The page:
In two separate polls of business decision makers, in the U.S. and France, we asked the following question: "Do you agree or disagree that certain social science theories, specifically progressive ideas on race, gender, post-colonialism, and 'cancel culture' are undermining society and are not necessary?"

A majority (61%) of U.S. decision makers agreed (33% strongly agreed/28% somewhat agreed) that certain progressive ideas on race, gender, post-colonialism, and "cancel culture" were undermining society and were not necessary. Nearly a third disagreed (18% somewhat disagreed/13% strongly disagreed) that certain progressive ideas and "cancel culture" were undermining American society, while 8% were not sure.

Decision makers in the East agreed the most (67% at least somewhat agreed/24% at least somewhat disagreed) about the negative effects of certain progressive ideas and "cancel culture," while surveyed decision makers in the West disagreed the most (55% at least somewhat agreed/36% at least somewhat disagreed), albeit a majority still agreed that extreme progressive ideas and "cancel culture" were undermining society and not necessary.

A majority of every sub-group agreed that certain social science theories on race and gender, along with "cancel culture" were undermining U.S. society, but smaller companies were more likely to disagree about the negative effects of certain progressive ideas than were larger companies. For example, companies with less than 25 employees and companies whose annual revenue was less than 5 million dollars (31% at least somewhat disagreed/40% at least somewhat disagreed, respectively), were more likely to disagree than companies with more than 500 employees and companies whose annual revenue was more than 500 million (25% at least somewhat disagreed/30% at least somewhat disagreed, respectively).

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We also polled the same question among French business decision makers. Overall, the numbers were very similar to the U.S. sample of business decision makers. Three in five French decision makers at least somewhat agreed that certain U.S. progressive ideas and "cancel culture" were undermining French society, while 34% at least somewhat disagreed. Both countries' business leaders see the "cancel culture" movement as a threat to our daily lives. What can we learn from our U.S. and French business counterparts?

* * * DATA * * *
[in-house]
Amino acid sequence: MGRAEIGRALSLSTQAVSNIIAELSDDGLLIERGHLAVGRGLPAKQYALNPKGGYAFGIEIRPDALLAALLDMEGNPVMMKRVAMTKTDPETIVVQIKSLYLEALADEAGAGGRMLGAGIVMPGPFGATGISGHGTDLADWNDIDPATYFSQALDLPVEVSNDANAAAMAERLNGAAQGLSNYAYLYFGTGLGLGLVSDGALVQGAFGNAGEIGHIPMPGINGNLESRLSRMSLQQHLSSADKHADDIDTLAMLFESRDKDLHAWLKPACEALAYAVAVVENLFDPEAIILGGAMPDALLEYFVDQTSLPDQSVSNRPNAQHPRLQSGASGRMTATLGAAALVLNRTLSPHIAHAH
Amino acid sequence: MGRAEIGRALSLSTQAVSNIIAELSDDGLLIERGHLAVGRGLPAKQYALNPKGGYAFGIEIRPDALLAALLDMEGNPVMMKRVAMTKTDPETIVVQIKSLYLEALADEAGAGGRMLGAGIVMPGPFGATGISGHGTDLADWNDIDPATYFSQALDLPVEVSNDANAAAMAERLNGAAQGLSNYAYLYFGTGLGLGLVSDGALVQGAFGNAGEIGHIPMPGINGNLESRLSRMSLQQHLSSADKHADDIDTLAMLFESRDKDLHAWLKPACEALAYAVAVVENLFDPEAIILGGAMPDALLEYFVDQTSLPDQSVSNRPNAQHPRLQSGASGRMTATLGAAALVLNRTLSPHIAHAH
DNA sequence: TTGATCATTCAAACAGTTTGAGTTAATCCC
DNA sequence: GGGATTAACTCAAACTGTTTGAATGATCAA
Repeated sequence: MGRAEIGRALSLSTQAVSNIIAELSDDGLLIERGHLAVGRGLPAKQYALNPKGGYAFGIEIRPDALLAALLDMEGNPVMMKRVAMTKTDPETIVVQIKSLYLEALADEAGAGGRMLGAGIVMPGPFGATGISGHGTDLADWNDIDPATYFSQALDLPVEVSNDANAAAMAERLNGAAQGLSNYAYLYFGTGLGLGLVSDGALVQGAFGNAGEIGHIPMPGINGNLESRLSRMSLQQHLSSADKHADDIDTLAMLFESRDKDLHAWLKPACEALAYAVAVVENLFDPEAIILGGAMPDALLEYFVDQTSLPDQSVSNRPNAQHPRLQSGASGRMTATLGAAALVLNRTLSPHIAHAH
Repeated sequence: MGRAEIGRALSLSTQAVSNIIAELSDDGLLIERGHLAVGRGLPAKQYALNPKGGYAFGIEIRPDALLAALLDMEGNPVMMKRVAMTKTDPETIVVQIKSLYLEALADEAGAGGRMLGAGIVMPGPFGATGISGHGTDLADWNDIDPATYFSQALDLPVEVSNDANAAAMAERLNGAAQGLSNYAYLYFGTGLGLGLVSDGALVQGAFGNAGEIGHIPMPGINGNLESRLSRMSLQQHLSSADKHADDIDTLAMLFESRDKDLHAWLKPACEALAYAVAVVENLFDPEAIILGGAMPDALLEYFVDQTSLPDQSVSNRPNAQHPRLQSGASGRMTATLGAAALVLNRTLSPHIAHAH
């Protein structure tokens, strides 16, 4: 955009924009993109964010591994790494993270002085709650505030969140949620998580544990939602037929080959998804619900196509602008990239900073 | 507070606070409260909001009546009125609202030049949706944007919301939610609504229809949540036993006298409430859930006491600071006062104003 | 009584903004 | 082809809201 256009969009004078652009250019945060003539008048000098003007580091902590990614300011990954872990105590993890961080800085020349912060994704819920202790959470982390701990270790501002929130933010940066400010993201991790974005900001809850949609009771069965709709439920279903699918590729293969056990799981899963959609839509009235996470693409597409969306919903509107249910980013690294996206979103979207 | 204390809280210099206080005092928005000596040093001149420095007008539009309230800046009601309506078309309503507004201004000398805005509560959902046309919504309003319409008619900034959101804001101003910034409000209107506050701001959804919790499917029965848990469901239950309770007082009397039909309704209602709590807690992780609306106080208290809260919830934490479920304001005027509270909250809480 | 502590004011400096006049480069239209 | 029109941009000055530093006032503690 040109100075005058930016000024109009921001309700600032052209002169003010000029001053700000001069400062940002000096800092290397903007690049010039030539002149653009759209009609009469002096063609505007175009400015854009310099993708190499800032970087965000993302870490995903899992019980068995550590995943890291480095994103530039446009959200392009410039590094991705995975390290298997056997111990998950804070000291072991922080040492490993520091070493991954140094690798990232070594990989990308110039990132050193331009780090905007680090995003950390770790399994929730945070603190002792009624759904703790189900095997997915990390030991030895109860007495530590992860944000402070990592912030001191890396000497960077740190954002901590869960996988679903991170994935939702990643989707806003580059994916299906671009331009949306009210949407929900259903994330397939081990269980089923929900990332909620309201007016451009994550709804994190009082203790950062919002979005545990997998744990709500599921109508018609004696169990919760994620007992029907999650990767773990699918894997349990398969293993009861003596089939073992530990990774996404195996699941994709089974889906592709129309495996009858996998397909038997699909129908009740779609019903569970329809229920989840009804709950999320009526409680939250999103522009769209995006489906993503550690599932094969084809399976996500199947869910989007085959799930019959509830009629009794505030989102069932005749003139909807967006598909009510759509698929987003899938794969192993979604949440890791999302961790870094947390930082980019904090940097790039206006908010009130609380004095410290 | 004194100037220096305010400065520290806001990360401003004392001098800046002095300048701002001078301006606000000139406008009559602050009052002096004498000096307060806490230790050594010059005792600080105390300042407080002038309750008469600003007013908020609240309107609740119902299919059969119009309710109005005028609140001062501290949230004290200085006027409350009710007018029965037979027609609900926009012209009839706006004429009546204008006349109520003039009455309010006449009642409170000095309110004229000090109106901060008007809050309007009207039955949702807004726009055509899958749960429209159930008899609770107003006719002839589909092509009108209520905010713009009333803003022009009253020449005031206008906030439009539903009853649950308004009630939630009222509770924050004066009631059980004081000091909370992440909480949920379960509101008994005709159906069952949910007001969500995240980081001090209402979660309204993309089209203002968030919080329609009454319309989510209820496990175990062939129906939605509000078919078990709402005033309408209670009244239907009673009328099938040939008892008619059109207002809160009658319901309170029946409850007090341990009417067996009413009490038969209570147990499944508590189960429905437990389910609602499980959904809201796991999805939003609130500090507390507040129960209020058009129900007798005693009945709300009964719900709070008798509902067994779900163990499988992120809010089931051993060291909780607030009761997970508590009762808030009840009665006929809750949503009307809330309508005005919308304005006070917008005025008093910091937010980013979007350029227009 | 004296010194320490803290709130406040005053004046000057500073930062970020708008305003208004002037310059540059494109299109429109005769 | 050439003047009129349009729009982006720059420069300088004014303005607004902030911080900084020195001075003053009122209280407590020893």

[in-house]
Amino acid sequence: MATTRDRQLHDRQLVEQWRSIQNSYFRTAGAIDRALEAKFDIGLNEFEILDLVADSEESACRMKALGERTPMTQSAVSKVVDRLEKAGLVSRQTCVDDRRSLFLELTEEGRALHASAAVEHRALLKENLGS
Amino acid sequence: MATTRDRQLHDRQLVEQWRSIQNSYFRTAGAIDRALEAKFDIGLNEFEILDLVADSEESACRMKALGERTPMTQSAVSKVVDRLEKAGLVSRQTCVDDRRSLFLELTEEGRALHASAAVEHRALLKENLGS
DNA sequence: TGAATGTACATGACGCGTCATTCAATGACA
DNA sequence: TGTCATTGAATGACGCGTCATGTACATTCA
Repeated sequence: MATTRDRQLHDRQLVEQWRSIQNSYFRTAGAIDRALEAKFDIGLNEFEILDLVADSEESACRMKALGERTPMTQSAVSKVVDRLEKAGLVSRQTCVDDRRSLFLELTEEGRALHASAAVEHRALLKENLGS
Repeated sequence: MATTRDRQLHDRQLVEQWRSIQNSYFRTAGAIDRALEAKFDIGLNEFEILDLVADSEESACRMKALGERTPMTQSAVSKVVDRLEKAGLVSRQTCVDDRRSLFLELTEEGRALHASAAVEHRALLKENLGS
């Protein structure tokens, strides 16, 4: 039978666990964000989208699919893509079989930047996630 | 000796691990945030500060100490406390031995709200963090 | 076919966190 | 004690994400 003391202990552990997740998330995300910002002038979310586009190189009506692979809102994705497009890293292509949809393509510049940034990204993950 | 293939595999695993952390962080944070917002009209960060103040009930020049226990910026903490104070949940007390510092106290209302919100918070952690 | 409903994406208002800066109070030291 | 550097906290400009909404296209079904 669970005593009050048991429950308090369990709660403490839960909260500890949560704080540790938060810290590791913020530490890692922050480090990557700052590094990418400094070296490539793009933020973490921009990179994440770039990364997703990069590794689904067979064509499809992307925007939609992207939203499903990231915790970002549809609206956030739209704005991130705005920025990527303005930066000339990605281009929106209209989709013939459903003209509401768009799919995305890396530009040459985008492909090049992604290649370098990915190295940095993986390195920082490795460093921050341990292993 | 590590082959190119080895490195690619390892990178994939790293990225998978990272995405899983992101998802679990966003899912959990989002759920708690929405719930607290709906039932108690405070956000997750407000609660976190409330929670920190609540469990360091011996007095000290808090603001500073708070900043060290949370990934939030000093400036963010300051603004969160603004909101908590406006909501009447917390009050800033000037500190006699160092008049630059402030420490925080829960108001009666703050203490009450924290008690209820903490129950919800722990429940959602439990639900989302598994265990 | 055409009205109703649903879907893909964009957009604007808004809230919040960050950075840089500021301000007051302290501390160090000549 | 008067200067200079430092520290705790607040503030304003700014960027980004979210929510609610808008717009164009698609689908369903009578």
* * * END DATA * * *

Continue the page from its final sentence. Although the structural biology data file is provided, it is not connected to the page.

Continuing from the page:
The threat of "cancel culture" is real. People's careers, lives, and families are being destroyed because of certain beliefs, or statements made recently on social media, or in conversation many years ago. While some things people say are hateful and not easy to forget, wouldn't it be wiser to educate people and teach them right from wrong than to cancel out their existences? Turning a bad moment for someone into a teachable moment is a far better solution than mob rule and character assassinations.

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Zogby Analytics Poll Methodology
Business Leaders
2/11/21 - 2/18/21

Zogby Analytics conducted online surveys of sales decision makers in France and the U.S.

Using internal and trusted interactive partner resources, thousands of adults were randomly invited to participate in this interactive survey. Each invitation is password coded and secure so that one respondent can only access the survey one time.

Using information based on census data, voter registration figures, CIA fact books and exit polls, we use complex weighting techniques to best represent the demographics of the population being surveyed. Weighted variables may include age, race, gender, region, party, education, and religion.

Based on a confidence interval of 95%, the margin of error for country is as follows:

Country N Dates MOE
France  154 2/17/21 - 2/18/21  +/- 7.9 Percentage Points
U.S. 500 3/10/21 +/- 4.4 Percentage Points


This means that all other things being equal, the identical survey repeated will have results within the margin of error 95 times out of 100.

Subsets of the data have a larger margin of error than the whole data set. As a rule we do not rely on the validity of very small subsets of the data especially sets smaller than 50-75 respondents. At that subset we can make estimations based on the data, but in these cases the data is more qualitative than quantitative.

Additional factors can create error, such as question wording and question order.


About Zogby Analytics:
Zogby Analytics is respected nationally and internationally for its opinion research capabilities. Since 1984, Zogby has empowered clients with powerful information and knowledge critical for making informed strategic decisions.

The firm conducts multi-phased opinion research engagements for banking and financial services institutions, insurance companies, hospitals and medical centers, retailers and developers, religious institutions, cultural organizations, colleges and universities, IT companies and Federal agencies. Zogby's dedication and commitment to excellence and accuracy are reflected in its state-of-the-art opinion research capabilities and objective analysis and consultation.